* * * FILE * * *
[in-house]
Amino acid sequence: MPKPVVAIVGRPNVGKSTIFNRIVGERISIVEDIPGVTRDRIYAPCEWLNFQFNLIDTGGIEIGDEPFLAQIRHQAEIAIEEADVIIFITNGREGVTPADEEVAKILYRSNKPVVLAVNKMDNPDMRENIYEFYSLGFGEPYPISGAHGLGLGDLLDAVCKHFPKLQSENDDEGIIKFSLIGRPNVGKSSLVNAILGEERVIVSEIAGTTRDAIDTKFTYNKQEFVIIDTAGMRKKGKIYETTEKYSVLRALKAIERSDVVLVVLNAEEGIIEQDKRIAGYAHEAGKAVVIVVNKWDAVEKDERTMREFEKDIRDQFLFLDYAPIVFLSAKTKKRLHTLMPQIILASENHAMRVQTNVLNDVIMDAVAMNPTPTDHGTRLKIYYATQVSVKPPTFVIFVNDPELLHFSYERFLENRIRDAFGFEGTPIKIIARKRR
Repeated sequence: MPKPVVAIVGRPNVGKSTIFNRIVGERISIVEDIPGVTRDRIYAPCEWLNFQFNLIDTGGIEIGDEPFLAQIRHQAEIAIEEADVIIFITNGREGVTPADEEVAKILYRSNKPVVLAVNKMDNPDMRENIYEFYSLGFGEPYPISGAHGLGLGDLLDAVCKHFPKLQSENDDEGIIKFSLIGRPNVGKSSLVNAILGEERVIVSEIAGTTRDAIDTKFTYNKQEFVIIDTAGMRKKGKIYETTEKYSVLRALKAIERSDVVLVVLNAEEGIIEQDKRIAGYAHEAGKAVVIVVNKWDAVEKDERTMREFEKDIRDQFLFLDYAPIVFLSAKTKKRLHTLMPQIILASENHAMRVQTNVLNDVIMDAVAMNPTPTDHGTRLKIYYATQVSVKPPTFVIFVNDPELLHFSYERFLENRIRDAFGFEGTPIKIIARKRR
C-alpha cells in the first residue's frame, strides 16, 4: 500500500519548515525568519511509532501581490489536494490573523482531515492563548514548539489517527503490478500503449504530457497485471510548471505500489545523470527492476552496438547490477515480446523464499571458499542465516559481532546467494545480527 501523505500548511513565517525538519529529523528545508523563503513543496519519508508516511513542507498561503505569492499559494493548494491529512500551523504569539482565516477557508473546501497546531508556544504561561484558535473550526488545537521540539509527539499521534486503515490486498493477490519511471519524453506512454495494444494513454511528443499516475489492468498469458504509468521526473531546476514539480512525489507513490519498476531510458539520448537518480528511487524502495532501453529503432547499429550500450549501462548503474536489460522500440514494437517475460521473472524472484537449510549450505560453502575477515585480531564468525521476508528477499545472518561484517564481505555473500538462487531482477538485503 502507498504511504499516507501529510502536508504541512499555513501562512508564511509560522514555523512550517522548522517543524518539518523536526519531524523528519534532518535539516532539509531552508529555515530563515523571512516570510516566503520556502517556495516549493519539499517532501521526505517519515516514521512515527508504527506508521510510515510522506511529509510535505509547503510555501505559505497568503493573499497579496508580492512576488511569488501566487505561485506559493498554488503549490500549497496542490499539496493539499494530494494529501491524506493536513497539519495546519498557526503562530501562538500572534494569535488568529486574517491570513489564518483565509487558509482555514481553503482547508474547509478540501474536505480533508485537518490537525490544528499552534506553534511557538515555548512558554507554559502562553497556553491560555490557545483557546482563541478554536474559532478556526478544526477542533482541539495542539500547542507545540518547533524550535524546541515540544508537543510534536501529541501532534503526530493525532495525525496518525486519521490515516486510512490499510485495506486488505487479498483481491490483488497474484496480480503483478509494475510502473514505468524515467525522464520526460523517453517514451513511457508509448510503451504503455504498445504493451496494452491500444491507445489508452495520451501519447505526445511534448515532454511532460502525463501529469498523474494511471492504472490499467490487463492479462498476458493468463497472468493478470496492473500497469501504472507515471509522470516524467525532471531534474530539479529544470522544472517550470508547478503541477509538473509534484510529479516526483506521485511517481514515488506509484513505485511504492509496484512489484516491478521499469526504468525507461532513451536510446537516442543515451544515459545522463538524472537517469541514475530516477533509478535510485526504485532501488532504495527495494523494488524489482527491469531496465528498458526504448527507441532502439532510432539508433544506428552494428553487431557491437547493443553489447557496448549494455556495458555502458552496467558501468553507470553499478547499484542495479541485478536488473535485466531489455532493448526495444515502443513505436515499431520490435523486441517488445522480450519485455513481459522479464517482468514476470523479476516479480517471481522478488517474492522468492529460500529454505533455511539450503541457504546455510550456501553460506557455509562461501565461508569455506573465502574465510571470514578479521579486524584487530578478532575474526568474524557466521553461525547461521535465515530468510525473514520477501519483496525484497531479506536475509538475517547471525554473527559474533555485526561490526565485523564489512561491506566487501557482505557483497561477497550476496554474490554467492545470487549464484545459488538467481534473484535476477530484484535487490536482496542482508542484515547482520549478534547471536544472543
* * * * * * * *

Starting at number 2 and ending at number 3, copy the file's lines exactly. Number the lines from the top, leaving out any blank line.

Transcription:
Amino acid sequence: MPKPVVAIVGRPNVGKSTIFNRIVGERISIVEDIPGVTRDRIYAPCEWLNFQFNLIDTGGIEIGDEPFLAQIRHQAEIAIEEADVIIFITNGREGVTPADEEVAKILYRSNKPVVLAVNKMDNPDMRENIYEFYSLGFGEPYPISGAHGLGLGDLLDAVCKHFPKLQSENDDEGIIKFSLIGRPNVGKSSLVNAILGEERVIVSEIAGTTRDAIDTKFTYNKQEFVIIDTAGMRKKGKIYETTEKYSVLRALKAIERSDVVLVVLNAEEGIIEQDKRIAGYAHEAGKAVVIVVNKWDAVEKDERTMREFEKDIRDQFLFLDYAPIVFLSAKTKKRLHTLMPQIILASENHAMRVQTNVLNDVIMDAVAMNPTPTDHGTRLKIYYATQVSVKPPTFVIFVNDPELLHFSYERFLENRIRDAFGFEGTPIKIIARKRR
Repeated sequence: MPKPVVAIVGRPNVGKSTIFNRIVGERISIVEDIPGVTRDRIYAPCEWLNFQFNLIDTGGIEIGDEPFLAQIRHQAEIAIEEADVIIFITNGREGVTPADEEVAKILYRSNKPVVLAVNKMDNPDMRENIYEFYSLGFGEPYPISGAHGLGLGDLLDAVCKHFPKLQSENDDEGIIKFSLIGRPNVGKSSLVNAILGEERVIVSEIAGTTRDAIDTKFTYNKQEFVIIDTAGMRKKGKIYETTEKYSVLRALKAIERSDVVLVVLNAEEGIIEQDKRIAGYAHEAGKAVVIVVNKWDAVEKDERTMREFEKDIRDQFLFLDYAPIVFLSAKTKKRLHTLMPQIILASENHAMRVQTNVLNDVIMDAVAMNPTPTDHGTRLKIYYATQVSVKPPTFVIFVNDPELLHFSYERFLENRIRDAFGFEGTPIKIIARKRR